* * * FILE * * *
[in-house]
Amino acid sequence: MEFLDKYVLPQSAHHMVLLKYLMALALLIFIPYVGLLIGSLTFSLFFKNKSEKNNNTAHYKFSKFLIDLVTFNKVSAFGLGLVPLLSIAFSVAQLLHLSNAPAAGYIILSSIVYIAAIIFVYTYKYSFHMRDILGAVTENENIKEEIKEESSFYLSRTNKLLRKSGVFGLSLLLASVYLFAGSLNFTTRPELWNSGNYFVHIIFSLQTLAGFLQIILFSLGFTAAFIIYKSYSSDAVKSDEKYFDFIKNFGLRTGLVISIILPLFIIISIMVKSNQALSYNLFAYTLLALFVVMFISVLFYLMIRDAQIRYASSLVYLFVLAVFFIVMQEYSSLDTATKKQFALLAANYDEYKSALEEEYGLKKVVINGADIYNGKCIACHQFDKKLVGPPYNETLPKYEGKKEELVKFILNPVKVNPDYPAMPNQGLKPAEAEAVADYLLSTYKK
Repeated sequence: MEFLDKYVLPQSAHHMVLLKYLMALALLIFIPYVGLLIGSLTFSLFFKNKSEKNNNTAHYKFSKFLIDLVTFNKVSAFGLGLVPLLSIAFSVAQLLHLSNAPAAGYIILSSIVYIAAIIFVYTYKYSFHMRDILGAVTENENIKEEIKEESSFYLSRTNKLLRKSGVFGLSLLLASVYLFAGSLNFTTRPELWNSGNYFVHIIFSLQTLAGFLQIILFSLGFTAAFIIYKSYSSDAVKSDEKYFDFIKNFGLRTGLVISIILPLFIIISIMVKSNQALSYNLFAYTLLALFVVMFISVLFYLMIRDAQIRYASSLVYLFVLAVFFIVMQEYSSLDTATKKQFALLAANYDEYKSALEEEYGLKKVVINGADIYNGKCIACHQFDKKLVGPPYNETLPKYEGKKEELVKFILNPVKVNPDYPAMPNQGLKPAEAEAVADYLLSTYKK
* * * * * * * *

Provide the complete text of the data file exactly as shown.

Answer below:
[in-house]
Amino acid sequence: MEFLDKYVLPQSAHHMVLLKYLMALALLIFIPYVGLLIGSLTFSLFFKNKSEKNNNTAHYKFSKFLIDLVTFNKVSAFGLGLVPLLSIAFSVAQLLHLSNAPAAGYIILSSIVYIAAIIFVYTYKYSFHMRDILGAVTENENIKEEIKEESSFYLSRTNKLLRKSGVFGLSLLLASVYLFAGSLNFTTRPELWNSGNYFVHIIFSLQTLAGFLQIILFSLGFTAAFIIYKSYSSDAVKSDEKYFDFIKNFGLRTGLVISIILPLFIIISIMVKSNQALSYNLFAYTLLALFVVMFISVLFYLMIRDAQIRYASSLVYLFVLAVFFIVMQEYSSLDTATKKQFALLAANYDEYKSALEEEYGLKKVVINGADIYNGKCIACHQFDKKLVGPPYNETLPKYEGKKEELVKFILNPVKVNPDYPAMPNQGLKPAEAEAVADYLLSTYKK
Repeated sequence: MEFLDKYVLPQSAHHMVLLKYLMALALLIFIPYVGLLIGSLTFSLFFKNKSEKNNNTAHYKFSKFLIDLVTFNKVSAFGLGLVPLLSIAFSVAQLLHLSNAPAAGYIILSSIVYIAAIIFVYTYKYSFHMRDILGAVTENENIKEEIKEESSFYLSRTNKLLRKSGVFGLSLLLASVYLFAGSLNFTTRPELWNSGNYFVHIIFSLQTLAGFLQIILFSLGFTAAFIIYKSYSSDAVKSDEKYFDFIKNFGLRTGLVISIILPLFIIISIMVKSNQALSYNLFAYTLLALFVVMFISVLFYLMIRDAQIRYASSLVYLFVLAVFFIVMQEYSSLDTATKKQFALLAANYDEYKSALEEEYGLKKVVINGADIYNGKCIACHQFDKKLVGPPYNETLPKYEGKKEELVKFILNPVKVNPDYPAMPNQGLKPAEAEAVADYLLSTYKK